The bio-absorbable material may have an elongation factor of ε=(ΔL×100/L) <10%. Better absorbability is an advantage of such a material. Preferably, the length “L” of the implant in situ is approximately 5.0 cm. Either L-polylactide or caprolactone are particularly suitable as bio-absorbable materials. These materials have the advantage that they are absorbed more rapidly by the synovial fluid.

The guide wire 2 may be composed of a metal and have an external diameter “D”, where “D” satisfies the condition D<d.

In one embodiment, the guide wire may be linear, so that it can be driven into the tube with the drill.

A brief description of a surgical procedure for implanting a tube 1 into a toe follows in order to explain the invention further.

Surgical access is achieved over the middle line of the back of the toe. (a) The proximal interphalangeal joint is arthrothomized and the joint surfaces are visualized. (b) The whole of the cartilage is removed and (c) a hole is drilled into the base of the middle phalanx 4 with a 3.5 mm drill. (d) The proximal phalanx 5 is shaped into a point. (e) The toe, slightly shortened thereby, can be straightened from the rigid hammertoe deformation and (f) the proximal phalanx is inserted into the middle phalanx 4 for a trial fit. (g) A metal guide wire 2 is inserted into the 3.5 mm hole axially through the whole of the toe and distally out through the ball of the toe. (h) The drill is then fastened to the distally protruding guide wire 2, whereupon (i) the guide wire 2 is pulled further out, until its other end/tip is barely visible at the base of the middle phalanx 4. (j) The proximal phalanx 5 is definitively plugged into the middle phalanx and held by hand in a proper metatarsophalangeal joint position. (k) The guide wire 2 is then driven with the drill endomedullarly through the properly positioned metatarsophalangeal joint into the metatarsal 6. In rare cases, the guide wire 2 can also be driven only to the base of the proximal phalanx 5. (l) The tube 1 is inserted over the guide 2 wire into the desired position. (m) The tube 1 is cut off at the ball of the toe with special end-cutting nippers. (n) The tube 1 is then driven with a tube ram over the guide wire 2 a few mm under the skin and up to tip of the distal phalanx 3. (o)While manually securing the tube ram, the guide wire 2 is removed distally with the drill. (p) The skin at the tip of the toe is closed with a suture.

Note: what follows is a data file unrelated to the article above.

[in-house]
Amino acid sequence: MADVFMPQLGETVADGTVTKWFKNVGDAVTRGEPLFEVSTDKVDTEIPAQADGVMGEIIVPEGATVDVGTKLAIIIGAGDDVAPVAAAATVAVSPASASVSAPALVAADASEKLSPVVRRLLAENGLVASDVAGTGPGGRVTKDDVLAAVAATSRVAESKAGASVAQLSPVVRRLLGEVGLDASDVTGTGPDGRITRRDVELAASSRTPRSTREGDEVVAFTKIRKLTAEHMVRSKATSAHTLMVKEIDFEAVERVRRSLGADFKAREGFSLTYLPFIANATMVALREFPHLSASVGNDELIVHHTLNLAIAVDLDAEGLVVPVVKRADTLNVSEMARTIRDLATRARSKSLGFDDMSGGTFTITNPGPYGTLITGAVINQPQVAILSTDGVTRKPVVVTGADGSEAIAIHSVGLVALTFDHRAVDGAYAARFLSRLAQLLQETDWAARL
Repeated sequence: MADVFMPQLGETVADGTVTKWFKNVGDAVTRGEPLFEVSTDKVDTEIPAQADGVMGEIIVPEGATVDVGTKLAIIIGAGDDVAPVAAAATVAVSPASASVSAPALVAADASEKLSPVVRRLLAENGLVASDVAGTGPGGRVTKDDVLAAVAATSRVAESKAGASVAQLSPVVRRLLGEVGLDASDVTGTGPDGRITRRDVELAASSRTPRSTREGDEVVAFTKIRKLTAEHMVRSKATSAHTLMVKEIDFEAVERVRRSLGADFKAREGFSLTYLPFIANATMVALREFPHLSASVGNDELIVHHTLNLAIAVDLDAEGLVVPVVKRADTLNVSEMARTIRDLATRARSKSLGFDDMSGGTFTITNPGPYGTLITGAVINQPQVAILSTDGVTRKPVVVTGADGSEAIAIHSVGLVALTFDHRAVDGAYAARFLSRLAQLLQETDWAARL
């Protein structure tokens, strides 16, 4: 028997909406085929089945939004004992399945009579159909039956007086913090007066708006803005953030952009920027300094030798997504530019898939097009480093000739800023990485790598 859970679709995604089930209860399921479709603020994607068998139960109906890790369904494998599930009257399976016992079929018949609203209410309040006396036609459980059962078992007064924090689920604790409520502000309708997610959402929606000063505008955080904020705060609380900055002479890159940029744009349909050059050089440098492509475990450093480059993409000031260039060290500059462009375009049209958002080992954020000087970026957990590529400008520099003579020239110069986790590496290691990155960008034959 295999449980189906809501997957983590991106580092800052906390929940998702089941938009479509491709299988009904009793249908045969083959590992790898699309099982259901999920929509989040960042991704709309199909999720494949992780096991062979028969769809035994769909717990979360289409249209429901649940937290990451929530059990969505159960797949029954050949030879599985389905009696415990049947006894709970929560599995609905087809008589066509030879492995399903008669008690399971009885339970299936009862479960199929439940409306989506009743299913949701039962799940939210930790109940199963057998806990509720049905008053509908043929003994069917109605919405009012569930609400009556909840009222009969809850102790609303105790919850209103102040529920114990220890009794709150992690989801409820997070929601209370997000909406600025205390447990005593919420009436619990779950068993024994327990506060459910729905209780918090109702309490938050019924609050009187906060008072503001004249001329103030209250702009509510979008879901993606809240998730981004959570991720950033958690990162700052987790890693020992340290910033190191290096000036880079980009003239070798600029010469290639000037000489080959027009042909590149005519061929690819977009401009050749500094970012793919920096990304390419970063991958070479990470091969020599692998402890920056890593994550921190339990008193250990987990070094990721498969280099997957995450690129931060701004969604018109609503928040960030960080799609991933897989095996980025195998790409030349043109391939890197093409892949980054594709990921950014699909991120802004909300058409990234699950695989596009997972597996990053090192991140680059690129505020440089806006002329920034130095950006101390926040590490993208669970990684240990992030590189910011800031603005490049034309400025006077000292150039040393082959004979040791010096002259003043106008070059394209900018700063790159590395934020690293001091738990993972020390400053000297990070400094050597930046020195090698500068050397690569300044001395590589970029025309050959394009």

In an alternative fixation technique, the guide wire 2 and consequently the tube 1 in step (k) of the procedure may be introduced as far as to the metatarsal head. This is particularly advantageous in the event of a metatarsophalangeal instability.

In yet another fixation technique, the guide wire 2 and consequently the tube 1 in step (k) of the procedure is driven up to the base of the proximal phalanx.

The tube 1, six to eight weeks after the implantation, may be broken manually by a physician at the metatarsophalangeal joint in order to restore the flexibility of the toe.